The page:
Trish's Reviews > Beautiful Ruins

Beautiful Ruins by Jess Walter
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Jul 08, 12

bookshelves: audio, fiction, italy, funny, author-i-d-most-like-to-meet
Read from July 07 to 08, 2012

A favorable review today in The New York Times said Jess Walter’s new book is like a film script, but to my way of thinking it is more like Walter as a one-man performance artist, who suddenly pulls all kinds of horns, drums, bells and other props out of his bottomless pockets to illustrate a point, to make us laugh, to break into our attention and to declare: “are we entirely mad?” His work is brilliantly interpreted and performed by Edoardo Ballerini on audio, and to hear the thick and heavy tones of Richard Burton declaiming in a small outboard floating off the coast of Italy is to feel a stab of remembered joy.

Fifteen years from conception to production, this is Walter at his crazy, mad, funny, piercing best, for he skewers us and our lives by reflecting popular culture back at ourselves, but showers us with tender mercies at the end. The novel covers a time frame from the early sixties through at least the last decade, and covers at least as many personalities as years. But what a wild and happy party it is, with all the usual suspects: love, greed, envy, pride, lust, infidelity…and, I’ll say it again, finally love. “It’s a love story,” we hear as Hollywood producer Michael Deane pitches his latest to the studio executives at the end of the book. And I guess it always is, in the end, for that is all that really matters.

Take this trip, and if you have eschewed listening on audio for whatever reason, throw aside your inhibitions and do yourself a favor. This is performance art, and may be listened to with great effect. We have a nubile Hollywood actress with a bit part in an Elizabeth Taylor film, a Hollywood producer, a small Italian coastal village, a young man pitching a story…you get the idea. There is lots going on but it always with the greatest clarity that we can see that life ”isn’t always easy” and that we usually find our hapless ways despite, or perhaps because of, our questionable choices.
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Reading Progress

07/07/2012
70.0% "An orgy of listening while doing chores indoor and out. Wildly imaginative,involving real and unreal persons alive and dead...this is the comic opera of a stage performer...I can't quite believe what I am hearing. And the hearing is good! Great reader for this one: Edoardo Ballerini. A perfect voice and story meld."

Comments (showing 1-12 of 12) (12 new)

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April I second your motion, Trish -- this one should be listened to. I just finished, and Jess Walter answers some questions at the end of the audio copy and discusses how he too loves listening to books and in fact, always reads his writing out loud at the end of each day's writing. This was a perfect novel, read beautifully by Edoardo Bellarini. I'll definitely be putting this on my "re-listen" shelf AND guiding many of future "to-reads" from Others who liked this book, read ....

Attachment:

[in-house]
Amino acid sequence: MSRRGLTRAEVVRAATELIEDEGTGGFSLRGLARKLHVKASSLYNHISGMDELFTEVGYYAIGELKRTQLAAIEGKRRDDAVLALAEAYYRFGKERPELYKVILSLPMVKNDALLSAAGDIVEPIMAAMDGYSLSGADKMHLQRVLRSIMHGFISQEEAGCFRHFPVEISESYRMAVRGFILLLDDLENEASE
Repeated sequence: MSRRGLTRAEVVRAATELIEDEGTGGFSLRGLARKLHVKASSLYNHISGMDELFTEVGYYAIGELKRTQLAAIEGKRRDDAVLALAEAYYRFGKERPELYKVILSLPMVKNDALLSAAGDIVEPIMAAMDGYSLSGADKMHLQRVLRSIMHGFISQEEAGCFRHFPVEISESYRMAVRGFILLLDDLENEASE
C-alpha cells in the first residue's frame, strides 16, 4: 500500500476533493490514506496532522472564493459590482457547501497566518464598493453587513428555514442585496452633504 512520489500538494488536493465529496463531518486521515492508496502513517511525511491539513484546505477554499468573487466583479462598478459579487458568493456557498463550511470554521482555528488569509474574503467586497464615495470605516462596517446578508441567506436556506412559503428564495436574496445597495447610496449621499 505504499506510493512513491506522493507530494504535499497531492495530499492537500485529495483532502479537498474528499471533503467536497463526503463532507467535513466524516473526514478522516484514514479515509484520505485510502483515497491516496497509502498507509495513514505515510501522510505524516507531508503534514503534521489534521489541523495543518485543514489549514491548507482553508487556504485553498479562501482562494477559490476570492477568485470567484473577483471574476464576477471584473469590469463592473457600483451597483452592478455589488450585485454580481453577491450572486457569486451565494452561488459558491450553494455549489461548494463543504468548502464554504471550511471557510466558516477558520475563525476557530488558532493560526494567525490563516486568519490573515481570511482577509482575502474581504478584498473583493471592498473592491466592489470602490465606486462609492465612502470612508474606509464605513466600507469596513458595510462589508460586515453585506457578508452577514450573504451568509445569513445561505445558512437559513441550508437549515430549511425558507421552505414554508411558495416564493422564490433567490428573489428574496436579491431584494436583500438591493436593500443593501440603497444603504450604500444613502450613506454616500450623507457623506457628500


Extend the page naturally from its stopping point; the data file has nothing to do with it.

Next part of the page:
Care You have written a BEAUTIFUL review here! (now I'm intimidated to start my blog review...) :D


Trish Care wrote: "You have written a BEAUTIFUL review here! (now I'm intimidated to start my blog review...) :D"

NEVER feel that way, please. Great writing inspires great reviews. I liked your speechlessness in the face of his clowning...


Care Oh no worries - I'll just attempt a nice temperate (first scathing then tone it down to 'nice') of a different book and by the time I am ready to review this, I'll know what to say.


Trish Care wrote: "Oh no worries - I'll just attempt a nice temperate (first scathing then tone it down to 'nice') of a different book and by the time I am ready to review this, I'll know what to say."

Fab.


Karenlibrarian I too enjoyed the audio. Ballorini speaks fluent Italian and is great with all the voices. One thing I've noticed since I read/heard the book was the way I now look at all the stupid movie titles out there and ridiculous reality shows. It is a very cynical book. Well written! Well done Jess. Did everyone in the book "get some" except Zia Valeria?


Trish Karenlibrarian wrote: "I too enjoyed the audio. Ballorini speaks fluent Italian and is great with all the voices. One thing I've noticed since I read/heard the book was the way I now look at all the stupid movie titles ..."

You're completely right about Walter's making fun of Hollywood and us for watching. And yes, just about everyone "got some"...


Nancy Walters spoke at a literary luncheon I attended last month and (since you mentioned you would like to meet him) he is funny, modest, self-deprecating and totally "real." Hearing him speak made me enjoy reading the book even more.


Trish Nancy wrote: "Walters spoke at a literary luncheon I attended last month and (since you mentioned you would like to meet him) he is funny, modest, self-deprecating and totally "real." Hearing him speak made me e..."

Oh, that's great that you got the chance to meet him. I bet he is all those things, especially real. I so appreciate that in an author. Have you read any Ruth Ozeki? My gosh, I wish I had read her earlier work, I so enjoyed A Tale for the Time Being.


Nancy Thanks for the suggestion; I will look for Ruth Ozeki.


message 11: by Zakariah (new)

Zakariah Johnson I met Walter when he read at RiverRun bookstore in Portsmouth. He was extremely engaging and generous. I think his "The Zero" still ranks as the best book on post 9/11 America.


Trish Zakariah wrote: "I met Walter when he read at RiverRun bookstore in Portsmouth. He was extremely engaging and generous. I think his "The Zero" still ranks as the best book on post 9/11 America."

I'm jealous. I have read everything of his except The Zero. I hope I can get to it one day.


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